2.13” (181.7 ms.. per 1K of boolean logic. Esc. The material also holds up well in most industrial conditions.00” (50. The material is resistant to most corrosive substances found in industrial environments. monitor and debug to any node on the network.80 mm) 17 10 user-programmable keys + Shift. monitoring. Cscape stands for Control Station Central Application Programming Environment.60 mm) 2.4 28 DEC 2000 CH. 12 – 25 VDC 75mA maximum Standard 9 pin RS-232 for programming. CsCAN Network).PAGE 12 MAN0227-04 1.06h mm characters 0°C to +60°C ** 180mA @ 24VDC 270mA @ 24VDC for 1S 7.00” (50. 1. and network administration from a IBM compatible PC -Port Reserved for Future UseRS-485 or RS-232 – Application Communication Port CsCAN Network / DeviceNet Maximum of four (4) SmartStack Modules per OCS Faceplate made of Autotex polyester by Autotype. programming user displays for the OCS.00” (228. configuring the network for global digital and analog data.84w x 8.2.250 and RCS210 Humidity NEMA Rating Primary Power Range* Ladder Execution Typical Execution Speed CAN Power Range CAN Power Current Primary Serial -Port Reserved for Future UseSecondary Serial (OCS250 only) CAN Input / Output Keypad (For all models below) UL CE OCS 100 Operating Temperature Typical Power Draw (OCS100)* Inrush Current (OCS100)* Height (OCS100) Width (OCS100) Mounting Depth (OCS100) User Keys (OCS100) Keypad (OCS100) Display (OCS100) OCS 200 Operating Temperature Typical Power Draw (OCS200)* Inrush Current (OCS200)* Height (OCS200) Width (OCS200) Mounting Depth (OCS200) User Keys (OCS200) 5% to 95% non-condensing NEMA 4-12 10-30VDC 0. 4. download.5 OCS / RCS Specifications Table 1. Provided there is one serial connection to one node on the network (i.e. the operator has control over the entire system. Enter and 4 direction keys 2x20 LCD w/backlight. The operator can upload. setting system-wide security and monitoring controllers in the system.78 mm) 9. The Windows-based software package is easy to use and aids in the integration of a CAN-based Distributed Control System.07” (128.200. If used outdoors. See SUP0259 See MAN0005 0°C to +60°C ** 160mA @ 24VDC 200mA @ 24VDC for 70mS 5.10 mm) 9. Cscape is also used for programming OCS ladder logic.1 Cscape Software Cscape Software (pronounced “Sea-scape”) is used with the OCS and RCS products (Part # HE500OSW232).80 mm) 32 .60 mm) 2. the material can yellow or crack.00” (228. The program is used for configuring controllers and SmartStack I/O Modules.1 – Specifications OCS 100.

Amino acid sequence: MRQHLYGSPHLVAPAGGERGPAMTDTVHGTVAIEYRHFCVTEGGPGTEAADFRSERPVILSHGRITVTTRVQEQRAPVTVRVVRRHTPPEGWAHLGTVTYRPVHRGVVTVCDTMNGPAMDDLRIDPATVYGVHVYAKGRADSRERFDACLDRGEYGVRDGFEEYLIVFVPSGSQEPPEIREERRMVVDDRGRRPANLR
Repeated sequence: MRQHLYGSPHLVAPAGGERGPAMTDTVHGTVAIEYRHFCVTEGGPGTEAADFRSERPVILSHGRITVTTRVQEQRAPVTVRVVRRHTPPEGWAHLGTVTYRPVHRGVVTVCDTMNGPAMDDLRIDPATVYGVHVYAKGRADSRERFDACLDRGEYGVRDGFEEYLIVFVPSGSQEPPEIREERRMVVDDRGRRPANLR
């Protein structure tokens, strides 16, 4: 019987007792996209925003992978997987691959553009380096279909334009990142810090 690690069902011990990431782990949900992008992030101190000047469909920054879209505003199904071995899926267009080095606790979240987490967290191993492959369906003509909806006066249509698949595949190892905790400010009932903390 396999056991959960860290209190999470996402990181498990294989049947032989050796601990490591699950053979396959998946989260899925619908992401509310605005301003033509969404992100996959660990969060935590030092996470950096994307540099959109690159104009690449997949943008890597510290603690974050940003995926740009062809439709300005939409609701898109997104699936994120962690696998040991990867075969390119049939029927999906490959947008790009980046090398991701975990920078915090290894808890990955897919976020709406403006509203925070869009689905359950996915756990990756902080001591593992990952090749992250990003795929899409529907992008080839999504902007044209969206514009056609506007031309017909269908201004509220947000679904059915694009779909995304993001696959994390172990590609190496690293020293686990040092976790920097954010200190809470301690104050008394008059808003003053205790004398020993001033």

75“ (44. 240 x 128 Graphic LCD w / backlight 0°C to +60°C 150mA @ 24VDC 1A @ 24VDC for 8mS 7. and the RCS210. it supports a remote operator interface through a PC connected to the RCS unit’s built-in network or serial port. Enter. An RCS is a repackaged OCS.00” (177. In addition. * These specifications are for OCS. .3. it supports a remote operator interface through a PC connected to the RCS unit’s built-in network.45 mm) 4. Enter.06h mm characters 0°C to +50°C 350mA @ 24VDC 800mA @24VDC for 50mS.57 mm) 5 3/16” (131. and controller.8 mm) 1. 32-Key (Remote Only) Display (RCS210) Although the RCS does not have local display. Although the RCS does not have a local operator interface. it supports a remote operator interface through a PC connected to the RCS unit’s builtin network. 1. the OCS250 has graphical capabilities.76 mm) 10 user-programmable keys + Esc. The controller portion of the OCS/RCS products is programmed in ladder logic via the Windows-based Cscape (Control Station Central Application Programming Environment) package.02 mm) 11 1/8” (282.00” (101. Esc. such temperatures may decrease the life of the display.3 OCS / RCS Resources 1.60 mm) Although the RCS does not have a local operator interface.1 Overview This section defines the resource limits that a programmer needs to know when writing a program using the OCS100.1 – Specifications Keypad (OCS200) Display (OCS200) OCS 250 Operating Temperature Typical Power Draw (OCS250)* Inrush Current (OCS250)* Height (OCS250) Width (OCS250) Mounting Depth (OCS250) User Keys (OCS250) Keypad (OCS250) Display (OCS250) RCS210 Operating Temperature Typical Power Draw (RCS210)* Inrush Current (RCS210)* Height (RCS210) Width (RCS210) Mounting Depth (RCS210) Keypad (RCS) 12 user-programmable keys + Shift. designed for back-plate mounting.2. OCS250. OCS200. 1 28 DEC 2000 PAGE 13 MAN0227-04 Table 1. The specifications for the SmartStack Modules can be found in the applicable SmartStack Data Sheets.84w x 8. 4 direction keys and a full numeric keypad 4x20 LCD w/backlight . networking. Graphical OCS. ** Although the OCS100 and OCS200 withstands the temperature range of 0°C to +60°C. 7 7/8” (200. Each OCS or RCS product provides a set of resources for use by the ladder logic control program as indicated in Table 1. The recommended rating is 0°C to +50°C. An OCS combines operator interface (display and keypad). without the operator interface. local I/O (analog and digital). 4. and RCS products without any SmartStack I/O Modules attached. into a single product.CH. 4 direction keys and a full numeric keypad + 8 soft keys.